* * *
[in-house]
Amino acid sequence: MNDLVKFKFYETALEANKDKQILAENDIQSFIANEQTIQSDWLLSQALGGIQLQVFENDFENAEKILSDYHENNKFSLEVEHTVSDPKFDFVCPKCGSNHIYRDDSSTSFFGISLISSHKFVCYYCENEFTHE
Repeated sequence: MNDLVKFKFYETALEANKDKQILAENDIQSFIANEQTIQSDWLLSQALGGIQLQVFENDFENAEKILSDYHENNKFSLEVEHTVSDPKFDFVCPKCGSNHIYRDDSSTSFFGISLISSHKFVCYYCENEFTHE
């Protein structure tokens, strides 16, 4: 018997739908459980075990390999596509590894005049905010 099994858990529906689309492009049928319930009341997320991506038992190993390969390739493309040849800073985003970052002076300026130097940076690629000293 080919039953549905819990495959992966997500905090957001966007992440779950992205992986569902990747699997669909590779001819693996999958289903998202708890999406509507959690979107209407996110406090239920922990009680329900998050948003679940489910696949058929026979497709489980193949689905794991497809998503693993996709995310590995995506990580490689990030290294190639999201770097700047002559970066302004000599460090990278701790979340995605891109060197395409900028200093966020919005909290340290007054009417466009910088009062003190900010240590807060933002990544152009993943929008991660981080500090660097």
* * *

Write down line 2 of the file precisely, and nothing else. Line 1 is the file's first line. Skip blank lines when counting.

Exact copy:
Amino acid sequence: MNDLVKFKFYETALEANKDKQILAENDIQSFIANEQTIQSDWLLSQALGGIQLQVFENDFENAEKILSDYHENNKFSLEVEHTVSDPKFDFVCPKCGSNHIYRDDSSTSFFGISLISSHKFVCYYCENEFTHE